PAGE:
Cylinder seal with "priest-king" and altar on the back of a bull


In a boat stands a “priest-king,” the highest-ranking ruler in the first cities, represented with a long beard and a netted skirt revealing the rounded forms of his lower body. He faces a bull supporting a two-tiered altar crowned with reed ring bundles with streamers, symbols of Inanna. Behind him is a wattled structure, possibly standing for a temple facade. Two attendants navigate the boat from the bow and stern, which are adorned with buds. This seal, with a silver knob in the form of a recumbent calf, was buried in the sacred precinct of Inanna in Uruk. Its imagery suggests a ritual honoring the goddess that was intended to ensure the well-being of the land, sustained by its two life veins, the Euphrates and Tigris Rivers.

Cylinder seal (and modern impression) with “priest-king” and altar on the back of a bull
Mesopotamia, Sumerian, Uruk (modern Warka), Eanna Precinct
Late Uruk–Jemdet Nasr period, ca. 3300–2900 BC
Lapis lazuli and silver
Staatliche Museen Zu Berlin, Vorderasiatisches Museum, Excavated 1933–34; VA 11040

© Staatliche Museen zu Berlin-Vorderasiatisches Museum. Foto: Olaf M. Teßmer.


Sidney Babcock: A ritual is taking place in a boat and we have already met its main characters in the Uruk Vase: the goddess Inanna and the ruler. The goddess is represented here symbolically, through an altar with reed ring bundles placed on top of a bull. Facing the altar is the ruler, depicted significantly larger than the other figures. His long beard and netted skirt offer clues to his identity. The structure behind him is most likely a temple of Inanna. Two attendants navigating the boat at the bow and stern complete this rare composition. Found buried in the temple precinct of Uruk, its boat imagery suggests that this ritual honoring Inanna had to do with two life lines of the region, the Euphrates and the Tigris Rivers.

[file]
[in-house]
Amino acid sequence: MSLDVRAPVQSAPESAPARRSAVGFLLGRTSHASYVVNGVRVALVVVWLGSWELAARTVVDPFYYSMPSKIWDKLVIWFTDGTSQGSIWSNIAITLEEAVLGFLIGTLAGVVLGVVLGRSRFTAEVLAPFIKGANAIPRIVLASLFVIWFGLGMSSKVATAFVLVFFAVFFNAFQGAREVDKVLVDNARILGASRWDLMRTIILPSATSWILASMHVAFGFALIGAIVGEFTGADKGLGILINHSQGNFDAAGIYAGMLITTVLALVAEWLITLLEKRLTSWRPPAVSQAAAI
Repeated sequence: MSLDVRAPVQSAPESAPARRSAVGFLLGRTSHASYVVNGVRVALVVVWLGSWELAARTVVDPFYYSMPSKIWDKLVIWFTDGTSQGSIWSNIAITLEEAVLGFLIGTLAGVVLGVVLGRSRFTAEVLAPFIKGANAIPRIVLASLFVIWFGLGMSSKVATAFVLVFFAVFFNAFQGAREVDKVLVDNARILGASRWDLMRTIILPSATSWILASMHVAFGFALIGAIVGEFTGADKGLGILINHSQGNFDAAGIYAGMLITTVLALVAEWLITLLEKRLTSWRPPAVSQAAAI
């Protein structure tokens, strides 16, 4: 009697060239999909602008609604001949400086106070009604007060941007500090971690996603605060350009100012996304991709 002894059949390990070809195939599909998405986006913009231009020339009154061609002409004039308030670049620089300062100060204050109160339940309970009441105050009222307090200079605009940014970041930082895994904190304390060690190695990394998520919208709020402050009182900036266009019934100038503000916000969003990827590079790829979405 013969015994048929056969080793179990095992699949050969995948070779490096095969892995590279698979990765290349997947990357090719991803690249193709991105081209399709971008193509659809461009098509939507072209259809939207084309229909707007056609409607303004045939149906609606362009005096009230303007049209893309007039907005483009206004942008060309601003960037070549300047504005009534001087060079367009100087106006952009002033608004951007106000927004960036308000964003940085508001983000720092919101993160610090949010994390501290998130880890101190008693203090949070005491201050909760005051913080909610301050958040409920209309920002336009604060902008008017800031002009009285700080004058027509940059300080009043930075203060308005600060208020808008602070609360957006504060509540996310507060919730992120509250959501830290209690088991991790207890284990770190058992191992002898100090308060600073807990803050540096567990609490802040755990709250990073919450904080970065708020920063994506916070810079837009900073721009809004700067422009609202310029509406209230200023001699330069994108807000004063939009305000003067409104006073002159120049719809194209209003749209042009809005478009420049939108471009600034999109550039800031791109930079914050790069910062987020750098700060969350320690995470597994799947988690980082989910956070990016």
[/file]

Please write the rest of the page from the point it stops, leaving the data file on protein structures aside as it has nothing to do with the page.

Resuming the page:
This remarkable seal was carved of lapis lazuli imported from modern-day Afghanistan, and embellished with a silver knob in the form of a recumbent calf. Such knobs are among the earliest known examples of lost-wax casting, which is based on making a model in wax and covering it with clay. When heated, the clay hardens, the wax melts and runs out of the mold, and the ensuing space is filled with molten metal. Already perfected in ancient Mesopotamia, this ingenious technique was later popularized in the Greco-Roman antiquity and is still in use today.